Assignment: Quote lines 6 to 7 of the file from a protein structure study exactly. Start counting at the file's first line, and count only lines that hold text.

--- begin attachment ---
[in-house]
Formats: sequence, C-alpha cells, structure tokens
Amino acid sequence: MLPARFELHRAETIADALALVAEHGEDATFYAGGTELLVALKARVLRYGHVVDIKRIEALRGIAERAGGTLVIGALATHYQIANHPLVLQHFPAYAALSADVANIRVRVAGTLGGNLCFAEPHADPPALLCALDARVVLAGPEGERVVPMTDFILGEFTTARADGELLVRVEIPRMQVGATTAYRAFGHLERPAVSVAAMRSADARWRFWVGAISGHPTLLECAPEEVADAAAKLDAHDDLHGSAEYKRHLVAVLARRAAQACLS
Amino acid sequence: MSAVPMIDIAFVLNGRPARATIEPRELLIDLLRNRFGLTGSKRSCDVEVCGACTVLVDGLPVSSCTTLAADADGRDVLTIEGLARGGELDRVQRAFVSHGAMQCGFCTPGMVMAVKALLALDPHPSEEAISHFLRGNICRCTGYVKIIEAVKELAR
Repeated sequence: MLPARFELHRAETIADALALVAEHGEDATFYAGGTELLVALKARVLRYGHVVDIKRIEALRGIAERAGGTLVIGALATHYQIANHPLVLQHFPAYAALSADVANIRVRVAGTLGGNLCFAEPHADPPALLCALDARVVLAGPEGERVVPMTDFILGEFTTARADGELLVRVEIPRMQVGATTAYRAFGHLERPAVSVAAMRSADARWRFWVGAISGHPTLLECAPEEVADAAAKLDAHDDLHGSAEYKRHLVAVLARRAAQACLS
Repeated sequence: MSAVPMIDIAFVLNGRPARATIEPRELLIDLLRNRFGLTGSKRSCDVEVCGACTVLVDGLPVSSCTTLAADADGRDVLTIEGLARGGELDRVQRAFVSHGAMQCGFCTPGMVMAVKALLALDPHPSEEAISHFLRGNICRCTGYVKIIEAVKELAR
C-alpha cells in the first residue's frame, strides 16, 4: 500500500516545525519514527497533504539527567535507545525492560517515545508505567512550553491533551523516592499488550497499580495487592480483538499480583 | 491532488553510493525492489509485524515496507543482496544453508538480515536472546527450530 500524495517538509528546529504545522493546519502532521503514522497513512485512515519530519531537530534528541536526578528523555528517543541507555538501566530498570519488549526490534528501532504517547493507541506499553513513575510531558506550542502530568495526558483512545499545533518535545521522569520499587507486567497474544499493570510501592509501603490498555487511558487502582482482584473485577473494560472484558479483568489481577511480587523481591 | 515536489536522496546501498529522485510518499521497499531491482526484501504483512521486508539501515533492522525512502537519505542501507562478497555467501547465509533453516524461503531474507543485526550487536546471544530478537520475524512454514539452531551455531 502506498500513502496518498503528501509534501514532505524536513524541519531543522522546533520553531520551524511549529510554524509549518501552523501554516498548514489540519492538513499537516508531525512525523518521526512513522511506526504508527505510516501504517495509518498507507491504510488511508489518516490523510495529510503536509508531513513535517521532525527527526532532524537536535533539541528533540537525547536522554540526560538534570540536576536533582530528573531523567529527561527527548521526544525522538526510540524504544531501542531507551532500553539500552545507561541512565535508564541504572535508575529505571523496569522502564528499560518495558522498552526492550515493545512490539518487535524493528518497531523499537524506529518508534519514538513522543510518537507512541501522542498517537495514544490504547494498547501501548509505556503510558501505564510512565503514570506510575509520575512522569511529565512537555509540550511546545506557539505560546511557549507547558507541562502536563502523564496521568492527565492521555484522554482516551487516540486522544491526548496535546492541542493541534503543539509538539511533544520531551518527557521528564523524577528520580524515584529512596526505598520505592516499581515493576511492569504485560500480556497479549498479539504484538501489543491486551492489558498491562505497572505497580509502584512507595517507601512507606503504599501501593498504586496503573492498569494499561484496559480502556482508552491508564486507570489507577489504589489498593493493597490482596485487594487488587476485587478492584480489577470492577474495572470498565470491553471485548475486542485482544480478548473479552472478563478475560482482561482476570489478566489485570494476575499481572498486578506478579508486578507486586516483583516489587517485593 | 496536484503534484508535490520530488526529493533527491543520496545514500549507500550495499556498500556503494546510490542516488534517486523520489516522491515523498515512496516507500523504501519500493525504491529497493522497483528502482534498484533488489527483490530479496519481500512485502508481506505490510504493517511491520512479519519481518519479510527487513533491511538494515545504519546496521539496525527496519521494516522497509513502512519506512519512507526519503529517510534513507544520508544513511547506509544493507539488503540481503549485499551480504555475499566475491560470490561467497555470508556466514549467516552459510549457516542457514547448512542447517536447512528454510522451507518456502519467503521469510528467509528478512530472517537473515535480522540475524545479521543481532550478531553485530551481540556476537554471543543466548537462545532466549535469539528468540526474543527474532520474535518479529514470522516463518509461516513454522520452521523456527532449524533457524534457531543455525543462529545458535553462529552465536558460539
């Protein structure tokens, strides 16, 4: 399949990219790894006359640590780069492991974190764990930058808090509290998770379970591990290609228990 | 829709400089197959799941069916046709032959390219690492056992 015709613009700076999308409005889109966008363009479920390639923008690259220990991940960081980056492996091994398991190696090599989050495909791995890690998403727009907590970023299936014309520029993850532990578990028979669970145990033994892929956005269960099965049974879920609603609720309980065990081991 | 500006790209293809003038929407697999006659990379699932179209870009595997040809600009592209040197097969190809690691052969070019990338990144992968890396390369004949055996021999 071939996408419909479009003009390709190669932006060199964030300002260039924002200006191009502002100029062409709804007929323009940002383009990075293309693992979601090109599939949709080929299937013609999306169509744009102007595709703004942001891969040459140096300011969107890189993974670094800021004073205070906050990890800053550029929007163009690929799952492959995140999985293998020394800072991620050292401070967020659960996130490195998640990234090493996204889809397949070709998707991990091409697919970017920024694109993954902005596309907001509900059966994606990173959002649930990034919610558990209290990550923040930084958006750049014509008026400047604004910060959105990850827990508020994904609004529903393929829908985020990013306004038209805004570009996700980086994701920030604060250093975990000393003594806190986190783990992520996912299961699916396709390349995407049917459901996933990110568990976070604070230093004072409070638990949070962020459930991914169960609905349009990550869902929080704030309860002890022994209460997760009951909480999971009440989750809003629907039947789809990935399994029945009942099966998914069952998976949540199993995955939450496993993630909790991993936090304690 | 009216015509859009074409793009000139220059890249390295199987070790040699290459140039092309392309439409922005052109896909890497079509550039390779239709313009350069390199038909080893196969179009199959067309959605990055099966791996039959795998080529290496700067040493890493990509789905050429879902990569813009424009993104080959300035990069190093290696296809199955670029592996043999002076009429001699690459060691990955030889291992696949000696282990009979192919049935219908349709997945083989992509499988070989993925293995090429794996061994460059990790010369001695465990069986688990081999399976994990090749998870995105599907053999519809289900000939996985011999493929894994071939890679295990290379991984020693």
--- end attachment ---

Repeated sequence: MSAVPMIDIAFVLNGRPARATIEPRELLIDLLRNRFGLTGSKRSCDVEVCGACTVLVDGLPVSSCTTLAADADGRDVLTIEGLARGGELDRVQRAFVSHGAMQCGFCTPGMVMAVKALLALDPHPSEEAISHFLRGNICRCTGYVKIIEAVKELAR
C-alpha cells in the first residue's frame, strides 16, 4: 500500500516545525519514527497533504539527567535507545525492560517515545508505567512550553491533551523516592499488550497499580495487592480483538499480583 | 491532488553510493525492489509485524515496507543482496544453508538480515536472546527450530 500524495517538509528546529504545522493546519502532521503514522497513512485512515519530519531537530534528541536526578528523555528517543541507555538501566530498570519488549526490534528501532504517547493507541506499553513513575510531558506550542502530568495526558483512545499545533518535545521522569520499587507486567497474544499493570510501592509501603490498555487511558487502582482482584473485577473494560472484558479483568489481577511480587523481591 | 515536489536522496546501498529522485510518499521497499531491482526484501504483512521486508539501515533492522525512502537519505542501507562478497555467501547465509533453516524461503531474507543485526550487536546471544530478537520475524512454514539452531551455531 502506498500513502496518498503528501509534501514532505524536513524541519531543522522546533520553531520551524511549529510554524509549518501552523501554516498548514489540519492538513499537516508531525512525523518521526512513522511506526504508527505510516501504517495509518498507507491504510488511508489518516490523510495529510503536509508531513513535517521532525527527526532532524537536535533539541528533540537525547536522554540526560538534570540536576536533582530528573531523567529527561527527548521526544525522538526510540524504544531501542531507551532500553539500552545507561541512565535508564541504572535508575529505571523496569522502564528499560518495558522498552526492550515493545512490539518487535524493528518497531523499537524506529518508534519514538513522543510518537507512541501522542498517537495514544490504547494498547501501548509505556503510558501505564510512565503514570506510575509520575512522569511529565512537555509540550511546545506557539505560546511557549507547558507541562502536563502523564496521568492527565492521555484522554482516551487516540486522544491526548496535546492541542493541534503543539509538539511533544520531551518527557521528564523524577528520580524515584529512596526505598520505592516499581515493576511492569504485560500480556497479549498479539504484538501489543491486551492489558498491562505497572505497580509502584512507595517507601512507606503504599501501593498504586496503573492498569494499561484496559480502556482508552491508564486507570489507577489504589489498593493493597490482596485487594487488587476485587478492584480489577470492577474495572470498565470491553471485548475486542485482544480478548473479552472478563478475560482482561482476570489478566489485570494476575499481572498486578506478579508486578507486586516483583516489587517485593 | 496536484503534484508535490520530488526529493533527491543520496545514500549507500550495499556498500556503494546510490542516488534517486523520489516522491515523498515512496516507500523504501519500493525504491529497493522497483528502482534498484533488489527483490530479496519481500512485502508481506505490510504493517511491520512479519519481518519479510527487513533491511538494515545504519546496521539496525527496519521494516522497509513502512519506512519512507526519503529517510534513507544520508544513511547506509544493507539488503540481503549485499551480504555475499566475491560470490561467497555470508556466514549467516552459510549457516542457514547448512542447517536447512528454510522451507518456502519467503521469510528467509528478512530472517537473515535480522540475524545479521543481532550478531553485530551481540556476537554471543543466548537462545532466549535469539528468540526474543527474532520474535518479529514470522516463518509461516513454522520452521523456527532449524533457524534457531543455525543462529545458535553462529552465536558460539